Care Coordination and the Health Workforce
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Care coordination is the process of coordinating health services provided to a patient from different health care providers and health systems, with the goal of ensuring the best possible care for the patient. The Agency for Healthcare Research and Quality also reports that effective communication and information exchange are central to effective care coordination. Specific goals of coordinated care include the following:
- Minimize the number of hospitalizations
- Improve health status
- Reduce health care costs
- Identify the medical, functional, emotional, and social needs of each patient
- Meet those needs through integration of medical services and education
- Monitor patients effectively for signs of problems.
This wide range of objectives places demands on health workforce. Effective care coordination necessitates strategies to make health care systems more responsive to the particular needs of each patient. The success of these strategies can depend to a large degree on the following:
- Team-based care: in which health care professionals collaborate across multiple disciplines and integrate their expertise and methodology.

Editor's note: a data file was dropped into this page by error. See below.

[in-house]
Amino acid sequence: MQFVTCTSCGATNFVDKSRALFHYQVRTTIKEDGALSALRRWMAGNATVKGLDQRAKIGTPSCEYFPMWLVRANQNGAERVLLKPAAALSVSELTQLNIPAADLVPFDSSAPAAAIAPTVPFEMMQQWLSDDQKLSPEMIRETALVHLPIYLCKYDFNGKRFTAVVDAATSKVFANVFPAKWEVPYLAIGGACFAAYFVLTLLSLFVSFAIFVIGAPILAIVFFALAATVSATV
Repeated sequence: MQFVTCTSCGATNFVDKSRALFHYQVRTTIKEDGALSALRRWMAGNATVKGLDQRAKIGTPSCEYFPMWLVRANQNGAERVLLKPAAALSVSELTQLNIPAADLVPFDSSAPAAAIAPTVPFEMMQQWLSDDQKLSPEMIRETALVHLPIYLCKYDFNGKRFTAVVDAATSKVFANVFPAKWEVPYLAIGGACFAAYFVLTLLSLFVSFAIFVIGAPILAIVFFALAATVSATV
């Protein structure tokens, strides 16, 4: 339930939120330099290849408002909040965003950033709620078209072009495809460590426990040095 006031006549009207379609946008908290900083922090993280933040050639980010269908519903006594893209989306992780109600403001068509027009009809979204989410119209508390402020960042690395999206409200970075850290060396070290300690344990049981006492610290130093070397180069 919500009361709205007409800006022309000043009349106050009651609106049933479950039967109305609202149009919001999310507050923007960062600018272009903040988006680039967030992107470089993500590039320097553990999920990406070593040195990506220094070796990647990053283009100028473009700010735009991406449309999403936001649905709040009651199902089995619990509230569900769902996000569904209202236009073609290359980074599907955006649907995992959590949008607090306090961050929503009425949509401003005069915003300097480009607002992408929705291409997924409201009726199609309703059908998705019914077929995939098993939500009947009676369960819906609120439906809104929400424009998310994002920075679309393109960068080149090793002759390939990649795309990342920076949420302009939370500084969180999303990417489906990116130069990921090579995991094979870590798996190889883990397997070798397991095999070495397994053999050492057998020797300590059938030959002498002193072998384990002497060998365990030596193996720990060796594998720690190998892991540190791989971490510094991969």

Interprofessional training: in which health professions students and practitioners from different disciplines learn the skills and methods to work together so they can provide team-based care successfully.
- Effective communication: skills and methods which ensure clarity between a given patient’s various providers, and in turn, between those providers and their patient.
Care coordination is particularly important for patients with complex, multifaceted needs. In recent years the concept of a “medical home” has increased in prominence. According to the American Academy of Pediatrics, a medical home is “a model of delivering primary care that is accessible, continuous, comprehensive, family-centered, coordinated, compassionate, and culturally effective.” A medical home transforms the traditional doctor's office into a central area to organize and coordinate a patient's health care, based on that patient's needs and priorities. At the base is an ongoing partnership between the patient and a specially-trained primary care physician, who helps to assemble a team of specialists and other health care providers, as needed. The patient decides who is on their team, and the primary care physician makes sure they are working together to meet all of the patient's needs.
Page last updated April 18, 2012